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In this article, we will answer frequently asked questions about child support. For a comprehensive overview of the the current state of Illinois child support law, check out our article: Illinois Child Support 2018.
In this article, we will answer the question, “how is child support calculated when one party is unemployed or underemployed?” We will discuss the difference between voluntary and involuntary unemployment or underemployment and what happens when it is in the best interest of the child for one parent to be unemployed or underemployed.
In this article, we will explain how child support works in shared parenting situations (formerly known as “joint custody”) in Illinois. We will explain illinois child support law prior to 2017 and how the law changed in 2017 when Illinois adopted the “income shares” model of child support. We will explain the definition of a shared parenting situation and how Illinois child support is calculated differently in shared parenting situations.
In this article of Learn About Law, we talk about the process of transferring your child support case to another state and things you should consider during the process.
In this article, we discuss collection of past due child support in Illinois. We explain the concept of statutes of limitations, and the ramifications of there being no statute of limitations for child support in Illinois.
The process of obtaining child support can be a frustrating and, at times, convoluted process without the right help and information. You may be wondering, “Can I get retroactive payments? How far back do the payments go? What rules surround applying for child support?” This article will shed light on the process and rules associated with getting retroactive child support in Illinois.
In this article we will provide a comprehensive overview of Illinois child support law in 2018. We answer many frequently asked questions including: how is Illinois child support calculated in 2018?, when can Illinois child support orders be modified?, and how is child support calculated if one parent is voluntarily unemployed or underemployed?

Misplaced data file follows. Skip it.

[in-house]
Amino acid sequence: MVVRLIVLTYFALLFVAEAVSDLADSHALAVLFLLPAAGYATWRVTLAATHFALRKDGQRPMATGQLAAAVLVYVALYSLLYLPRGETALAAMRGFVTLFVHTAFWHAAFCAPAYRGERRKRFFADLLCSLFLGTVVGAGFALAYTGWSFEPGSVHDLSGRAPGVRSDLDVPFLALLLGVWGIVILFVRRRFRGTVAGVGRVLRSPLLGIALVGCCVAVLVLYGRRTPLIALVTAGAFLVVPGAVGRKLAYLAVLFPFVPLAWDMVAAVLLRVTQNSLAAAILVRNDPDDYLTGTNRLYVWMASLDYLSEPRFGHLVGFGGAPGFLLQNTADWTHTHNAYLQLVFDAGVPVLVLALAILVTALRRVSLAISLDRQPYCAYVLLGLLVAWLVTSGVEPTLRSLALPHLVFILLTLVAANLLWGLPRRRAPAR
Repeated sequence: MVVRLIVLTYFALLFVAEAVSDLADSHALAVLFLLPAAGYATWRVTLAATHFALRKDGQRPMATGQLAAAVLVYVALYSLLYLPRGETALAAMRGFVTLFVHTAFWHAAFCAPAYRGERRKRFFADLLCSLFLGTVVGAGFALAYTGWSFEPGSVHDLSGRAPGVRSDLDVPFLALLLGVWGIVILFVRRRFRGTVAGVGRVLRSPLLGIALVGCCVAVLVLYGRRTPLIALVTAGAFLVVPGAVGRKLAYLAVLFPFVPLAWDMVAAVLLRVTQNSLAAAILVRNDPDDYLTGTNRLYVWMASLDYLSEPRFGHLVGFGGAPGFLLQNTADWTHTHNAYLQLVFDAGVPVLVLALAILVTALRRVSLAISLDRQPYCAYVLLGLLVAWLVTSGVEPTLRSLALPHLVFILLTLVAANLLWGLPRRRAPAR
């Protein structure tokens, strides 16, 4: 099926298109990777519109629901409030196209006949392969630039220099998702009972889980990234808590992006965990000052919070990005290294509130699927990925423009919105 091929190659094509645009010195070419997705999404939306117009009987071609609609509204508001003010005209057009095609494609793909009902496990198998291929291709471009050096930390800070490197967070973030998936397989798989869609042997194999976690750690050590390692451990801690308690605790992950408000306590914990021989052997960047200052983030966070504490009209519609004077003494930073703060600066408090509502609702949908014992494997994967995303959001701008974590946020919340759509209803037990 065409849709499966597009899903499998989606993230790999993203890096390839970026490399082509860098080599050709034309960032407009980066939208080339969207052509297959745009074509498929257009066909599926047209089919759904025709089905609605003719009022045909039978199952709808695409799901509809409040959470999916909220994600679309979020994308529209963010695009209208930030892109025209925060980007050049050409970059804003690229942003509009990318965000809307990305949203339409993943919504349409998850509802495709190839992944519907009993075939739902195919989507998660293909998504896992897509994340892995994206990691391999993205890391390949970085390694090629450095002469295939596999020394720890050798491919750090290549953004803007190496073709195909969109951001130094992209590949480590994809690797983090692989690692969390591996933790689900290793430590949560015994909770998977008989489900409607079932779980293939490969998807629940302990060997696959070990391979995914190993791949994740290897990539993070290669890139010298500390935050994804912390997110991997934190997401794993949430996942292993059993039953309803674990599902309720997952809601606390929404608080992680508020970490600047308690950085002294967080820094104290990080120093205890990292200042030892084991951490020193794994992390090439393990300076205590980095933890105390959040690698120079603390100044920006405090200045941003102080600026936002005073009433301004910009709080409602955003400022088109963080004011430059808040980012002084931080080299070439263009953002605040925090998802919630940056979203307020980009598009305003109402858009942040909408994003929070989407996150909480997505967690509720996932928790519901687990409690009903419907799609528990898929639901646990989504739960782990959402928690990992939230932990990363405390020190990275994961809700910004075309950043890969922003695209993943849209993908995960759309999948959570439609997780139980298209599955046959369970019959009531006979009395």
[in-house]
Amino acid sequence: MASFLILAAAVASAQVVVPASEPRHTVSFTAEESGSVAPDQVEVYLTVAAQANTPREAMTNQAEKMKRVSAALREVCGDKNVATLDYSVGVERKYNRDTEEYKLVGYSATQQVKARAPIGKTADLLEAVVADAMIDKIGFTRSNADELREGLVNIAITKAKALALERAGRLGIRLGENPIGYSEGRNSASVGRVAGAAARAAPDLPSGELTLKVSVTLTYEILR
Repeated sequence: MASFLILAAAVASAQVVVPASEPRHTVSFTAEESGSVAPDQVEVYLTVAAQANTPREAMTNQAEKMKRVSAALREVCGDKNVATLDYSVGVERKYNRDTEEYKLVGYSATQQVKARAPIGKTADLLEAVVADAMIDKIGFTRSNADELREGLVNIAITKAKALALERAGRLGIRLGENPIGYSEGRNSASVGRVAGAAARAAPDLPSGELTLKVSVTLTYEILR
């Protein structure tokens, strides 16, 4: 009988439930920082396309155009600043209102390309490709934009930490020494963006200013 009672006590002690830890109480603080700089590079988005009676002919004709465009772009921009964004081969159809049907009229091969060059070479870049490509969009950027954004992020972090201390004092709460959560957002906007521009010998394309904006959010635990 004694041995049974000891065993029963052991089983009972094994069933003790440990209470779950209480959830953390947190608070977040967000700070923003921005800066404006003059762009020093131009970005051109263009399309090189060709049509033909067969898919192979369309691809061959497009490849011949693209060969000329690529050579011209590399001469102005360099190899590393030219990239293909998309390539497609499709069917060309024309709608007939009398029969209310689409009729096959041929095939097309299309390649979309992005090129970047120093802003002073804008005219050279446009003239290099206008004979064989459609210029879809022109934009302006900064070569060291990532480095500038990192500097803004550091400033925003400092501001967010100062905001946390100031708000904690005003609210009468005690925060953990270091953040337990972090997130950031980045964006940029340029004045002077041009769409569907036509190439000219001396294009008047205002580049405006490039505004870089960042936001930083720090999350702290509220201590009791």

In this article, we will explain how to enforce a child support order in Illinois, including: if you should hire an attorney to enforce child support, what the penalties are for failing to pay child support in Illinois, and how to enforce child support owed by an out-of-state parent.
In this article we will explain under what circumstances a parent can be required by an Illinois court to pay child support for a child’s college expenses and other educational expenses after the child is no longer a minor.
Child support is generally required in Illinois for children of separated parents until the child either reaches the age of 18 or graduates from high school. However, Illinois courts also have the discretion to award child support after the child has reached the age of majority for multiple reasons, including providing for the adult child’s education.
The primary difference between child support for minor children and child support to provide for the education of adult children is that, while child support is automatically required for minor children, parents seeking child support for educational expenses after the child has reached the age of majority must prove to the court that the child support is appropriate.
On August 12, 2016, Governer Rauner signed into law Public Act 99-0764, which will change the manner in which Illinois divorce courts calculate child support. The law became effective on July 1, 2017 and modifiedtwo sections of the Illinois Marriage and Dissolution of Marriage Act ("The IMDMA"), specifically 750 ILCS 5/505 and750 ILCS 5/510.
According to the current child support law, which you can read about here, courts are directed to award as child support certain minimum percentages of the non-custodial parent's net income, regardless of the income of the custodial parent. The new law replaces these minimum guidelines with an "income shares" model, which is already in use in most other states.